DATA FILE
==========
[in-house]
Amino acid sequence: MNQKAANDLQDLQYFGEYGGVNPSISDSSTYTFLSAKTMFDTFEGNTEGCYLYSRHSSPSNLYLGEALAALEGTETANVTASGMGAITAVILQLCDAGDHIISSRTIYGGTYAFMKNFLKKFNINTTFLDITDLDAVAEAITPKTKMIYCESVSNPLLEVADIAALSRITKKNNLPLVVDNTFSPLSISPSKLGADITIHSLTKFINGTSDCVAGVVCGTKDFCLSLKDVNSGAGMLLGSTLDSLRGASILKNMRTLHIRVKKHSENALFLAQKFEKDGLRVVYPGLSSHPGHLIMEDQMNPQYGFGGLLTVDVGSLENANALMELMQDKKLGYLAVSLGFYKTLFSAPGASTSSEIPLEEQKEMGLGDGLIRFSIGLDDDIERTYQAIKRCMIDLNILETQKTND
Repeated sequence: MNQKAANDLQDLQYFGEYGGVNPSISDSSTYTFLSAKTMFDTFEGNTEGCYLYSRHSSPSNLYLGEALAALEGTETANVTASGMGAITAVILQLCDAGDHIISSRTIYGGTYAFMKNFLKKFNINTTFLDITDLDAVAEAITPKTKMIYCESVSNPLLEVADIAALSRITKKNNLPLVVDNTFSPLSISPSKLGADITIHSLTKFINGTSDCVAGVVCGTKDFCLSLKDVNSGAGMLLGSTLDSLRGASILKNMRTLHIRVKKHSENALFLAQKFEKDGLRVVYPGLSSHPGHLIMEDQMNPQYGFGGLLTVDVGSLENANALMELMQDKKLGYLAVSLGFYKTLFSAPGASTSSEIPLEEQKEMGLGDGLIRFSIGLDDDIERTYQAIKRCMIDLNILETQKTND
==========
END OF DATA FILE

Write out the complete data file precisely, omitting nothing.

[in-house]
Amino acid sequence: MNQKAANDLQDLQYFGEYGGVNPSISDSSTYTFLSAKTMFDTFEGNTEGCYLYSRHSSPSNLYLGEALAALEGTETANVTASGMGAITAVILQLCDAGDHIISSRTIYGGTYAFMKNFLKKFNINTTFLDITDLDAVAEAITPKTKMIYCESVSNPLLEVADIAALSRITKKNNLPLVVDNTFSPLSISPSKLGADITIHSLTKFINGTSDCVAGVVCGTKDFCLSLKDVNSGAGMLLGSTLDSLRGASILKNMRTLHIRVKKHSENALFLAQKFEKDGLRVVYPGLSSHPGHLIMEDQMNPQYGFGGLLTVDVGSLENANALMELMQDKKLGYLAVSLGFYKTLFSAPGASTSSEIPLEEQKEMGLGDGLIRFSIGLDDDIERTYQAIKRCMIDLNILETQKTND
Repeated sequence: MNQKAANDLQDLQYFGEYGGVNPSISDSSTYTFLSAKTMFDTFEGNTEGCYLYSRHSSPSNLYLGEALAALEGTETANVTASGMGAITAVILQLCDAGDHIISSRTIYGGTYAFMKNFLKKFNINTTFLDITDLDAVAEAITPKTKMIYCESVSNPLLEVADIAALSRITKKNNLPLVVDNTFSPLSISPSKLGADITIHSLTKFINGTSDCVAGVVCGTKDFCLSLKDVNSGAGMLLGSTLDSLRGASILKNMRTLHIRVKKHSENALFLAQKFEKDGLRVVYPGLSSHPGHLIMEDQMNPQYGFGGLLTVDVGSLENANALMELMQDKKLGYLAVSLGFYKTLFSAPGASTSSEIPLEEQKEMGLGDGLIRFSIGLDDDIERTYQAIKRCMIDLNILETQKTND